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Abuse doctor's patients contacted

The families of around 800 children who came into contact with a doctor who sexually assaulted young boys in his care have been spoken to because of fears that he might have had many other victims.

Dr Myles Bradbury preyed on boys as young as eight during his time as a paediatric haematologist at Addenbrooke's Hospital in Cambridge.

The 41-year-old carried out examinations on children "purely for his own sexual gratification", with his 18 victims including cancer sufferers and those being treated for blood disorders.

A spokesman for Cambridge University Hospitals NHS Trust, which runs Addenbrooke's, said today that 800 families had been contacted since his offences came to light last November when one of his victims spoke to his parents about what had happened.

A helpline was also set up for anyone to express their concerns about the doctor, who worked at the hospital from November 2008 until he was suspended five years later.

Asked if there had been an increase in calls to the helpline since Bradbury pleaded guilty to 25 sexual offences yesterday, the spokesman said: "We do not have such information but there is likely to have been more people who have contacted us as there was when he first appeared in court in July."

Cambridgeshire Police, which investigated Bradbury, has also confirmed there are probably more victims.

As well as working at the hospital, he also held clinics in Ipswich and Colchester, with the families of these patients included in the 800 contacted.

Bradbury pleaded guilty to seven counts of sexual assault and 12 counts of engaging in sexual activity with a child when he appeared at Cambridge Crown Court yesterday.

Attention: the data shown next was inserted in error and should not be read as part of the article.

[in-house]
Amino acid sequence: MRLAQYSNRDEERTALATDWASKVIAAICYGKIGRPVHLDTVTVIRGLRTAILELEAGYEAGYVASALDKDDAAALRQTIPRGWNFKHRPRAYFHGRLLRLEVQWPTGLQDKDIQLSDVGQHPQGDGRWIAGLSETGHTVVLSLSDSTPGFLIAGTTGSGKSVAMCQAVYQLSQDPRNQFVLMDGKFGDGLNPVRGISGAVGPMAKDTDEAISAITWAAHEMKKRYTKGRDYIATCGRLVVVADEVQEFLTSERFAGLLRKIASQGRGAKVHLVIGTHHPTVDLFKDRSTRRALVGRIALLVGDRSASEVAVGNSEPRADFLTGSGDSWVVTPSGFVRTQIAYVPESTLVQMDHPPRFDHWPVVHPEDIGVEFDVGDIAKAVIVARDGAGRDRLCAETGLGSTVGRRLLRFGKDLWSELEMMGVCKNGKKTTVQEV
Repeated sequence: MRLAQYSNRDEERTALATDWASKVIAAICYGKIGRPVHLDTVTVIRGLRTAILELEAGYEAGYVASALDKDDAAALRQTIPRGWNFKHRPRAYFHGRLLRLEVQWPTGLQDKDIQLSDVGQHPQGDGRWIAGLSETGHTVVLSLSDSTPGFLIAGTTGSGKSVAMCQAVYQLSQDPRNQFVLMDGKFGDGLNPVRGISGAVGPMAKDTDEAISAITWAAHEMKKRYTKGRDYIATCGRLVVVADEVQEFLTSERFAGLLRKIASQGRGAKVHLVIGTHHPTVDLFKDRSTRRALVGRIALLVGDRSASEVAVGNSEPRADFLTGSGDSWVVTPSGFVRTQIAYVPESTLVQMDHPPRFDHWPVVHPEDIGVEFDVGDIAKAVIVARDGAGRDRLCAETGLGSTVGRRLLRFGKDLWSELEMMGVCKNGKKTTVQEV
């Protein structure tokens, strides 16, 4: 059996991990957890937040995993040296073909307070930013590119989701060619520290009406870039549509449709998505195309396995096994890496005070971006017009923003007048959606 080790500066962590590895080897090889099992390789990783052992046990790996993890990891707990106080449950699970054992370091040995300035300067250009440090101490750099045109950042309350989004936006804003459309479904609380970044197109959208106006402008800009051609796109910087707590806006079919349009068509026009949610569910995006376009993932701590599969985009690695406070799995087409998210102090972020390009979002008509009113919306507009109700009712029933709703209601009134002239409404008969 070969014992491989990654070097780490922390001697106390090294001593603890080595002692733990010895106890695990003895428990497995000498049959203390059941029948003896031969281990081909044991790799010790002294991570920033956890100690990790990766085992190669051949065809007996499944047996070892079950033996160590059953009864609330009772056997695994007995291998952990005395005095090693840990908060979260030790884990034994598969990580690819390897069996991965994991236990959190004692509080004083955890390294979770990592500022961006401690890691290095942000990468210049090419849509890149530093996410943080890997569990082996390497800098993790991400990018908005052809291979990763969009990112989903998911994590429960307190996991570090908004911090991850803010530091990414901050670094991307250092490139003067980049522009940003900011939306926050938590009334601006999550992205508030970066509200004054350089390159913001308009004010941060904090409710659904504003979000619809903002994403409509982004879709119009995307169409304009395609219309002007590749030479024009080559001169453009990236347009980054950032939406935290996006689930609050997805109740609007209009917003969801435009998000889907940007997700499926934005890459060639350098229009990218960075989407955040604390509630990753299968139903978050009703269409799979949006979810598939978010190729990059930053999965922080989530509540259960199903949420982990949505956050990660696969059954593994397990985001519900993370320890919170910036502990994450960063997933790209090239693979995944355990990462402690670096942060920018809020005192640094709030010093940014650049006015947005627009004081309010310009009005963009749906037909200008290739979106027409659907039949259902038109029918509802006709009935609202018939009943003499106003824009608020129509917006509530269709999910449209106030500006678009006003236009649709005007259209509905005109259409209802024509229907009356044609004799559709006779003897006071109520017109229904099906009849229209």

He also admitted three counts of causing or inciting a child to engage in sexual activity, one count of voyeurism and two counts of making indecent images of a child, with more than 16,000 indecent images of children found on a disc in his home.

His offences involved victims aged from eight to 17, and were carried out between 2009 and last year.

The trust's chief executive, Dr Keith McNeil, said it "sickens" him to think the trust between Bradbury as a doctor and his patients had been breached.

"It is hard to put into words just how saddened we are that this situation has occurred, and our most abject and sincere apologies go out to any and all of our patients and their families who are affected by this in any way," he said.

"As chief executive of the trust, I am so deeply sorry these incidents have happened and I am also deeply saddened, as a doctor, that one of my own profession has placed himself and his patients in this position. There is a very ancient and sacred trust that exists between a doctor and his patients and, quite frankly, it sickens me to think that trust has been breached."

Bradbury pleaded not guilty to a count of sexual activity with a child and a count of sexual assault, which Judge Gareth Hawkesworth said will probably remain on file.

No date for sentencing was given but the judge said Bradbury could expect a "substantial" custodial sentence.

Bradbury was bailed and told he would have to sign the sex offenders register.

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